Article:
Jonathan Hagman steps up as leading scorer in junior year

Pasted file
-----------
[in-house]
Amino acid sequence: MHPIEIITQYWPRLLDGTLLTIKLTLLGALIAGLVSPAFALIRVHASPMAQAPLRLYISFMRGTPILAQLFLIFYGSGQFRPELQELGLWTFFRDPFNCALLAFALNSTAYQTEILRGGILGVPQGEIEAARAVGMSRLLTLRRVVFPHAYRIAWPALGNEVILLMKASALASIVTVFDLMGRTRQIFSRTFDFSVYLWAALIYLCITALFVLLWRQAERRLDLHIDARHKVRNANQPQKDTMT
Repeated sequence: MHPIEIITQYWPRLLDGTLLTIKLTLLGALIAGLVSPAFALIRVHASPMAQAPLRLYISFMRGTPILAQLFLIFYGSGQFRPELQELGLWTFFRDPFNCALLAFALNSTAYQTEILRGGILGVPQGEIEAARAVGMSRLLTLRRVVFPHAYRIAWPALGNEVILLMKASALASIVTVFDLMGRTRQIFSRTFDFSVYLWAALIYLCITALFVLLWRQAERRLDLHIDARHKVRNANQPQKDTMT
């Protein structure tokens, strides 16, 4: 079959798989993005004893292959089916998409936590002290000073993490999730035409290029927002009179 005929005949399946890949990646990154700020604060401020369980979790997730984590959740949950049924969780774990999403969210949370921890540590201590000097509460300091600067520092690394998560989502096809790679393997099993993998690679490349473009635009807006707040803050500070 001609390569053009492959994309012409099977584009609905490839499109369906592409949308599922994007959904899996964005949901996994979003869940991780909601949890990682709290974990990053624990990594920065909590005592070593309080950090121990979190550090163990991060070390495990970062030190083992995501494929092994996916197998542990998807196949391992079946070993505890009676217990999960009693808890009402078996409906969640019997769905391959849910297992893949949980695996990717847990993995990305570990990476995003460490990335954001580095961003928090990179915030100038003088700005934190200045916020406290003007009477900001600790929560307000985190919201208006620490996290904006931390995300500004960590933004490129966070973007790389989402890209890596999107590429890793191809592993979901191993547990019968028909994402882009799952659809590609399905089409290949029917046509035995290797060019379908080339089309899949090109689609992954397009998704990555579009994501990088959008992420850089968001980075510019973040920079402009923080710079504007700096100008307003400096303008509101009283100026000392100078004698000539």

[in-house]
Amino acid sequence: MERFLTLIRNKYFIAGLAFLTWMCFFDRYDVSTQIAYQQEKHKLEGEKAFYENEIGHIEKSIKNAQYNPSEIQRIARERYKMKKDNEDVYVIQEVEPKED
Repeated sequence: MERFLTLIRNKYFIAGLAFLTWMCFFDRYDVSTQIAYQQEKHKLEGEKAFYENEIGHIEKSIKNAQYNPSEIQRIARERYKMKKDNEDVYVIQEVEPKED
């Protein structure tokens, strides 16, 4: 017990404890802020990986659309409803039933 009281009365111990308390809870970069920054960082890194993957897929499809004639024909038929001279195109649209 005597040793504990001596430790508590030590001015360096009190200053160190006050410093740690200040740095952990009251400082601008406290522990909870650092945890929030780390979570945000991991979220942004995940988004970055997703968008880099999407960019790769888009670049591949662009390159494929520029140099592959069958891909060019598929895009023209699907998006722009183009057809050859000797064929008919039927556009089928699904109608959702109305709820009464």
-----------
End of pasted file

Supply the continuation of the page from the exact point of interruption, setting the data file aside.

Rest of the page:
first_img Published on October 4, 2017 at 9:22 pm Contact Charlie: csdistur@syr.edu | @charliedisturco Entering the season, Syracuse needed to replace 64 percent of its offensive production after losing three of its top four scorers. Kenny Lassiter, a forward expected to expand his role, transferred to La Salle.The Orange looked toward midfielder Jonathan Hagman. In a season filled with slow offensive starts and just one clean sheet defensively, Hagman has been a bright spot for a Syracuse (5-5-2, 0-3-1 Atlantic Coast) team that looks to win its first ACC game on Friday night against North Carolina State. The junior has already tied his goal total from a season ago with five, and in eight fewer games. Hagman’s often found offensive success with his ability to find open space in the penalty area and finish near the net.“We always know he’s going to be at the right place at the right moment,” midfielder Hugo Delhommelle said. “… He’s not a creative player and people won’t talk about him a lot. He does a lot of work behind the scene.”Unlike most players, Hagman’s goals have not come shooting off the dribble. He “outsmarts” opposing defenders, junior defender Kamal Miller said, finding open space and wriggling away from defenders with his off-ball. That intelligence off-ball is the main reason for his increase in productivity, Miller added.Down a goal against Virginia, Delhommelle took possession and pushed upfield. He passed to Johannes Pieles, who after a few touches fired a through ball that split two UVA defenders and found Hagman in stride inside the penalty area. With a defender draped over his back, Hagman one-touched and fired past the goalkeeper. Hagman’s 83rd-minute goal gave SU a tie, its only point in conference play to date.AdvertisementThis is placeholder textJosh Shub-Seltzer | Staff PhotographerHagman’s knack for finding open space provides his teammates with extra time to settle the ball and look toward the penalty area. When players try to cross the ball in front of the net, normally a forward is the lone player in the box, sophomore defender John Austin-Ricks said. But the team can count on Hagman to push upfield, find a spot and be on the receiving end on those crosses. All five of Hagman’s goals have been assisted.“You know (Hagman’s) going to be around no matter what,” junior forward Adnan Bakalovic said. “It’s just his ability to read the game and get into those areas to get easy tap ins.“His awareness of the game is world class.”Hagman’s goals often come in big-time moments for Syracuse. In the team’s season opener, he tied the game in the 80th minute before a Tajon Buchanan game winner. He added the second and third goals against Northwestern in what became a 3-1 win. He’s the only player with more than three goals and is tied for the team lead with 10 points.“From a productivity perspective,” SU head coach Ian McIntyre said, “he’s scored some important goals for us. … It becomes a natural habit of finding your way into the box at the right time.”In Hagman’s freshman season, he went scoreless in 11 games. The following year he scored four games in, but after back-to-back goals midway through the year, he was held scoreless in 11 of Syracuse’s last 12. This year, his longest goal-scoring drought has been three games.Syracuse’s offensive productivity is 0.15 goals per game less than the year prior. That’s without three of the top goal scorers from last season. A large factor in SU maintaining a similar mark comes from Hagman’s offensive prowess and ability to find the ball in front of the goal.“If you’re not fast,” Hagman said, “you have to figure out something else to do well on the pitch.” Comments Facebook Twitter Google+last_img

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